Court denies attempt by Gov. Martinez and PNM to stall pollution controls for coal-burning plant | Environment
An article released in Denver states that a federal court ruled that PNM must comply with requirements to install pollution controls to cut 16,000 tons a year of harmful haze, ozone, and fine particle-producing nitrogen pollution that pours from the smokestacks at the San Juan Generating Station near Farmington, New Mexico, each year.
PNM and Governor Susana Martinez had petitioned to the court to delay the EPA's pollution-control requirement from taking effect and consequently that attempt to challenge the agency's decision was denied.
The San Juan plant sits just outside the borders of Navajo tribal land. “Now it's really time for PNM and Gov. Martinez to stop standing against the health of our communities who breathe this coal plant's pollution day in and day out.” said Sarah Jane White with the Navajo group Dine CARE. “It's time they start standing instead where the people of New Mexico stand-on the side of energy from clean sources that create jobs and protect health, land, air, and water.”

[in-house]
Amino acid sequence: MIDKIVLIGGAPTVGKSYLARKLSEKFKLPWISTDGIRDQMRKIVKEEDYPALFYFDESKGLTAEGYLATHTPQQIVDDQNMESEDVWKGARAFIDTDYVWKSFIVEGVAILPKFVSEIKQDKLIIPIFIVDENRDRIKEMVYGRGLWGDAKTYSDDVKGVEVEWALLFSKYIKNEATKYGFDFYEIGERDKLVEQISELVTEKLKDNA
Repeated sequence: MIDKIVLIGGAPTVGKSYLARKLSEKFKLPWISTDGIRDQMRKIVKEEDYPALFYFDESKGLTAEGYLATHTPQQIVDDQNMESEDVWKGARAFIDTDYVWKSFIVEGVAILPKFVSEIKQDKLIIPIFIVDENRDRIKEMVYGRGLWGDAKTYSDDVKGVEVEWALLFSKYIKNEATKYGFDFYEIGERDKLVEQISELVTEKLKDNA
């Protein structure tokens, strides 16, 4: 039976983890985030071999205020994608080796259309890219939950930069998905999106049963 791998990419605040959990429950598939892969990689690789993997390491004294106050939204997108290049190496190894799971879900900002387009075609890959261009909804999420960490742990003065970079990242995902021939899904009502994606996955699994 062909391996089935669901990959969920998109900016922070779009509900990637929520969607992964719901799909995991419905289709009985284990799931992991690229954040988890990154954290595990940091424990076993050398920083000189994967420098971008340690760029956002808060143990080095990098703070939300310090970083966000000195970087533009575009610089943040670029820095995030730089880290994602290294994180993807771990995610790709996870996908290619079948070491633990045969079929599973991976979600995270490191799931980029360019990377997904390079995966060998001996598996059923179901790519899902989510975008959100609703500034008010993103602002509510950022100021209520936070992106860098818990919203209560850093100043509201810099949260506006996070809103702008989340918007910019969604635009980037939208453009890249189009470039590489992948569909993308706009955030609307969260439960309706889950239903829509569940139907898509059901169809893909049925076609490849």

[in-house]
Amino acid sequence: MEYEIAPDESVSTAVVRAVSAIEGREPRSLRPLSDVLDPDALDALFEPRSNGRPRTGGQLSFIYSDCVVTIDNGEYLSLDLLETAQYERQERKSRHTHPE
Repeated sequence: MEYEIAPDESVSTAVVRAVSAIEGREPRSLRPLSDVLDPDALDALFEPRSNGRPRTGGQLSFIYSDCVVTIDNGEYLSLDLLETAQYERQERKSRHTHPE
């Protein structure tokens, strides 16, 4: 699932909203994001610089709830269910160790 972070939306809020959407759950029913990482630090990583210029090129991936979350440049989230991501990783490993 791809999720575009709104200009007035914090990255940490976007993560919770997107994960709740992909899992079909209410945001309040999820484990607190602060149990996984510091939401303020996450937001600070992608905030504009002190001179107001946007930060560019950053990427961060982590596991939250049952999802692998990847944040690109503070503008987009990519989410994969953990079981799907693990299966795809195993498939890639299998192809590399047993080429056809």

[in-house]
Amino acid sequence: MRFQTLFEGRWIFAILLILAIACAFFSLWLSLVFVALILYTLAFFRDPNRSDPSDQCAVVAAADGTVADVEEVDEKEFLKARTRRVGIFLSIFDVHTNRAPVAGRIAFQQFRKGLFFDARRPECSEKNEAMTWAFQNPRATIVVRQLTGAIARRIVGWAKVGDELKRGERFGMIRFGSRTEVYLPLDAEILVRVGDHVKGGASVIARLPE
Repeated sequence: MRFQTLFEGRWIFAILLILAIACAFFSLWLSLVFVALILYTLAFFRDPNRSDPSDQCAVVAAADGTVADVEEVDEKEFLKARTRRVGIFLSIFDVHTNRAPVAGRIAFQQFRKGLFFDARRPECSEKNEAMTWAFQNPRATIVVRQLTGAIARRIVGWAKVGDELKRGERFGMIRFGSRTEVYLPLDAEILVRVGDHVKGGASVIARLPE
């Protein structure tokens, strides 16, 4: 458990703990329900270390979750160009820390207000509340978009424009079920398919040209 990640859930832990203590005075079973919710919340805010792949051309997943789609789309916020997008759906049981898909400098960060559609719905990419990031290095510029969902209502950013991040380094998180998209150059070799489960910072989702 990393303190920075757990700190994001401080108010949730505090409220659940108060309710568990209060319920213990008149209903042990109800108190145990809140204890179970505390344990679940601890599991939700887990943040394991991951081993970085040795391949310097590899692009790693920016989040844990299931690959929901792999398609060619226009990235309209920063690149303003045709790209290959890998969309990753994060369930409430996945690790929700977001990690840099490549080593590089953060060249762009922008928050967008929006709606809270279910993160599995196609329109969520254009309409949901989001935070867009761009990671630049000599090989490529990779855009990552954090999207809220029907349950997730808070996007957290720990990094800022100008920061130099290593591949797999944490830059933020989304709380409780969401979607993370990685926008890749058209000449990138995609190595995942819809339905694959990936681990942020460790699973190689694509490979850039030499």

Nitrogen emissions from coal-burning power plants have been a major source of harmful haze in the Four Corners region for decades. Nitrogen oxide is a raw ingredient in the formation of ground-level ozone, which leads to asthma attacks, respiratory problems, lung damage, and even premature death.
“PNM is already irresponsibly funneling over a hundred million dollars of New Mexican's hard-earned money into skyrocketing corporate profits during a tough recession,” said New Energy Economy Executive Director Mariel Nanasi. “Now Governor Martinez and the utility should immediately stop wasting more ratepayer and taxpayer money fighting clean air and public health in court, and start investing in clean energy.”
Western Environmental Law Center and Earthjustice represented the following groups contesting the request by PNM and Gov. Martinez to delay implementation of the pollution controls: New Energy Economy, San Juan Citizens Alliance, National Park Conservation Association, Dine Citizens Against Ruining our Environment, and Sierra Club.